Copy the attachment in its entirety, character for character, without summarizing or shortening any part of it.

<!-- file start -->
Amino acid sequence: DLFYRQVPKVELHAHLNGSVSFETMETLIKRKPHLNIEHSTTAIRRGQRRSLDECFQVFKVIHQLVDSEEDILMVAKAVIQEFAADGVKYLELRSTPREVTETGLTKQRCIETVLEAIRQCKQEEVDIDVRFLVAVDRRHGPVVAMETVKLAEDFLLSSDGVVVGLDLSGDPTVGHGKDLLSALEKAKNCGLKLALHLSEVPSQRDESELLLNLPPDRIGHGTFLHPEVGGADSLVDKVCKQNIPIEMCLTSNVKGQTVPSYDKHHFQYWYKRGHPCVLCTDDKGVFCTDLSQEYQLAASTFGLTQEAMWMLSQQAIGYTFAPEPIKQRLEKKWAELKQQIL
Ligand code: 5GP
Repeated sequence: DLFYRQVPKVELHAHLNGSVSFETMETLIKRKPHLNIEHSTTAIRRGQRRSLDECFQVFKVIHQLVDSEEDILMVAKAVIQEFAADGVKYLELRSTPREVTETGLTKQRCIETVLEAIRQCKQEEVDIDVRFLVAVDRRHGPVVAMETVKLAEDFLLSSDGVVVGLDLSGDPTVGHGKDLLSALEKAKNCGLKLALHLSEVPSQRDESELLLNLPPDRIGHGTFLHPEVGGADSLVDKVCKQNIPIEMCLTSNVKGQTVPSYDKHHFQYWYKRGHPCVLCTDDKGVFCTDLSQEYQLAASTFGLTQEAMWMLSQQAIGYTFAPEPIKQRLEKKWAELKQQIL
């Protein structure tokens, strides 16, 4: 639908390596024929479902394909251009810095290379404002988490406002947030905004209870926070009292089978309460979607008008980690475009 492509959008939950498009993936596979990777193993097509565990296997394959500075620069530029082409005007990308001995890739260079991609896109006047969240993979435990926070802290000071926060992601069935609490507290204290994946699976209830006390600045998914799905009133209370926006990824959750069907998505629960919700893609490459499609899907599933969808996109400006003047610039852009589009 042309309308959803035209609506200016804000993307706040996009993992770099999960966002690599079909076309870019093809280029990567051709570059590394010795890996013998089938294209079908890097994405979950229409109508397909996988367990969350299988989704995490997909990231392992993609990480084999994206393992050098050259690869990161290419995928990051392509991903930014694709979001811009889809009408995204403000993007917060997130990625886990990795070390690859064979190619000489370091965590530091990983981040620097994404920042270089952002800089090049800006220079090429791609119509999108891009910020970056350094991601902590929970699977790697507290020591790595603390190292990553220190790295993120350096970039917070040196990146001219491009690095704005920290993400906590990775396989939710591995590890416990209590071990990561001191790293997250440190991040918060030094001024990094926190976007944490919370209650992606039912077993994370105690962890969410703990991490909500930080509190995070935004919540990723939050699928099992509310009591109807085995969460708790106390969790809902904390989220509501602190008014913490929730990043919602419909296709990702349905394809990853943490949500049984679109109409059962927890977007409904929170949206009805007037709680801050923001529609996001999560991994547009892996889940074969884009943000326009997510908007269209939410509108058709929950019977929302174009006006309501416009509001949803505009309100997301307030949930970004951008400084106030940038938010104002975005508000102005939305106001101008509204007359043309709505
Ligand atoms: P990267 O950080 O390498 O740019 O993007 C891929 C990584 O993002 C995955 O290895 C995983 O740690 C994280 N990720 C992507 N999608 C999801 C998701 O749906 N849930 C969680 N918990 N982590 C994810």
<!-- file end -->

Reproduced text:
Amino acid sequence: DLFYRQVPKVELHAHLNGSVSFETMETLIKRKPHLNIEHSTTAIRRGQRRSLDECFQVFKVIHQLVDSEEDILMVAKAVIQEFAADGVKYLELRSTPREVTETGLTKQRCIETVLEAIRQCKQEEVDIDVRFLVAVDRRHGPVVAMETVKLAEDFLLSSDGVVVGLDLSGDPTVGHGKDLLSALEKAKNCGLKLALHLSEVPSQRDESELLLNLPPDRIGHGTFLHPEVGGADSLVDKVCKQNIPIEMCLTSNVKGQTVPSYDKHHFQYWYKRGHPCVLCTDDKGVFCTDLSQEYQLAASTFGLTQEAMWMLSQQAIGYTFAPEPIKQRLEKKWAELKQQIL
Ligand code: 5GP
Repeated sequence: DLFYRQVPKVELHAHLNGSVSFETMETLIKRKPHLNIEHSTTAIRRGQRRSLDECFQVFKVIHQLVDSEEDILMVAKAVIQEFAADGVKYLELRSTPREVTETGLTKQRCIETVLEAIRQCKQEEVDIDVRFLVAVDRRHGPVVAMETVKLAEDFLLSSDGVVVGLDLSGDPTVGHGKDLLSALEKAKNCGLKLALHLSEVPSQRDESELLLNLPPDRIGHGTFLHPEVGGADSLVDKVCKQNIPIEMCLTSNVKGQTVPSYDKHHFQYWYKRGHPCVLCTDDKGVFCTDLSQEYQLAASTFGLTQEAMWMLSQQAIGYTFAPEPIKQRLEKKWAELKQQIL
């Protein structure tokens, strides 16, 4: 639908390596024929479902394909251009810095290379404002988490406002947030905004209870926070009292089978309460979607008008980690475009 492509959008939950498009993936596979990777193993097509565990296997394959500075620069530029082409005007990308001995890739260079991609896109006047969240993979435990926070802290000071926060992601069935609490507290204290994946699976209830006390600045998914799905009133209370926006990824959750069907998505629960919700893609490459499609899907599933969808996109400006003047610039852009589009 042309309308959803035209609506200016804000993307706040996009993992770099999960966002690599079909076309870019093809280029990567051709570059590394010795890996013998089938294209079908890097994405979950229409109508397909996988367990969350299988989704995490997909990231392992993609990480084999994206393992050098050259690869990161290419995928990051392509991903930014694709979001811009889809009408995204403000993007917060997130990625886990990795070390690859064979190619000489370091965590530091990983981040620097994404920042270089952002800089090049800006220079090429791609119509999108891009910020970056350094991601902590929970699977790697507290020591790595603390190292990553220190790295993120350096970039917070040196990146001219491009690095704005920290993400906590990775396989939710591995590890416990209590071990990561001191790293997250440190991040918060030094001024990094926190976007944490919370209650992606039912077993994370105690962890969410703990991490909500930080509190995070935004919540990723939050699928099992509310009591109807085995969460708790106390969790809902904390989220509501602190008014913490929730990043919602419909296709990702349905394809990853943490949500049984679109109409059962927890977007409904929170949206009805007037709680801050923001529609996001999560991994547009892996889940074969884009943000326009997510908007269209939410509108058709929950019977929302174009006006309501416009509001949803505009309100997301307030949930970004951008400084106030940038938010104002975005508000102005939305106001101008509204007359043309709505
Ligand atoms: P990267 O950080 O390498 O740019 O993007 C891929 C990584 O993002 C995955 O290895 C995983 O740690 C994280 N990720 C992507 N999608 C999801 C998701 O749906 N849930 C969680 N918990 N982590 C994810």